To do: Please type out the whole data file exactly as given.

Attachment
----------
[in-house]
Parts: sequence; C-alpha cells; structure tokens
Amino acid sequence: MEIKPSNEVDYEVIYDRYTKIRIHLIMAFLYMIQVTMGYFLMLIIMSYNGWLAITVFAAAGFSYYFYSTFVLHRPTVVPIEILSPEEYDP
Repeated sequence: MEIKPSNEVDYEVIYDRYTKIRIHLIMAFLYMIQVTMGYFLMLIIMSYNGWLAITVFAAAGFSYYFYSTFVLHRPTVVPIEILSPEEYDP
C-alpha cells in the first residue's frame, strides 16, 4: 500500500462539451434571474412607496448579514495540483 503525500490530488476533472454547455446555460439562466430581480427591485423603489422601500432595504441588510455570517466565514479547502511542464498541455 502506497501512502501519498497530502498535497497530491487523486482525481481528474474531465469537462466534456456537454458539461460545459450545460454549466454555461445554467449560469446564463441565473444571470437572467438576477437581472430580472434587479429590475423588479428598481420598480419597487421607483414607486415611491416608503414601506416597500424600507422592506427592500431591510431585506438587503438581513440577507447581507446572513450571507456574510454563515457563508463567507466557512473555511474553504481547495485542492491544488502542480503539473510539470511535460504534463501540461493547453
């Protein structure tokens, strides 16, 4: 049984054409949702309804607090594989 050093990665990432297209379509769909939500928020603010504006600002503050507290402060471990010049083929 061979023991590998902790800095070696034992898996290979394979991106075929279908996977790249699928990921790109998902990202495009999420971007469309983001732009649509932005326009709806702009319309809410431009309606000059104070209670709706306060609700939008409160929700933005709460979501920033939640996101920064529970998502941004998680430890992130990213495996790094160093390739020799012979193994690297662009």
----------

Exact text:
[in-house]
Parts: sequence; C-alpha cells; structure tokens
Amino acid sequence: MEIKPSNEVDYEVIYDRYTKIRIHLIMAFLYMIQVTMGYFLMLIIMSYNGWLAITVFAAAGFSYYFYSTFVLHRPTVVPIEILSPEEYDP
Repeated sequence: MEIKPSNEVDYEVIYDRYTKIRIHLIMAFLYMIQVTMGYFLMLIIMSYNGWLAITVFAAAGFSYYFYSTFVLHRPTVVPIEILSPEEYDP
C-alpha cells in the first residue's frame, strides 16, 4: 500500500462539451434571474412607496448579514495540483 503525500490530488476533472454547455446555460439562466430581480427591485423603489422601500432595504441588510455570517466565514479547502511542464498541455 502506497501512502501519498497530502498535497497530491487523486482525481481528474474531465469537462466534456456537454458539461460545459450545460454549466454555461445554467449560469446564463441565473444571470437572467438576477437581472430580472434587479429590475423588479428598481420598480419597487421607483414607486415611491416608503414601506416597500424600507422592506427592500431591510431585506438587503438581513440577507447581507446572513450571507456574510454563515457563508463567507466557512473555511474553504481547495485542492491544488502542480503539473510539470511535460504534463501540461493547453
């Protein structure tokens, strides 16, 4: 049984054409949702309804607090594989 050093990665990432297209379509769909939500928020603010504006600002503050507290402060471990010049083929 061979023991590998902790800095070696034992898996290979394979991106075929279908996977790249699928990921790109998902990202495009999420971007469309983001732009649509932005326009709806702009319309809410431009309606000059104070209670709706306060609700939008409160929700933005709460979501920033939640996101920064529970998502941004998680430890992130990213495996790094160093390739020799012979193994690297662009």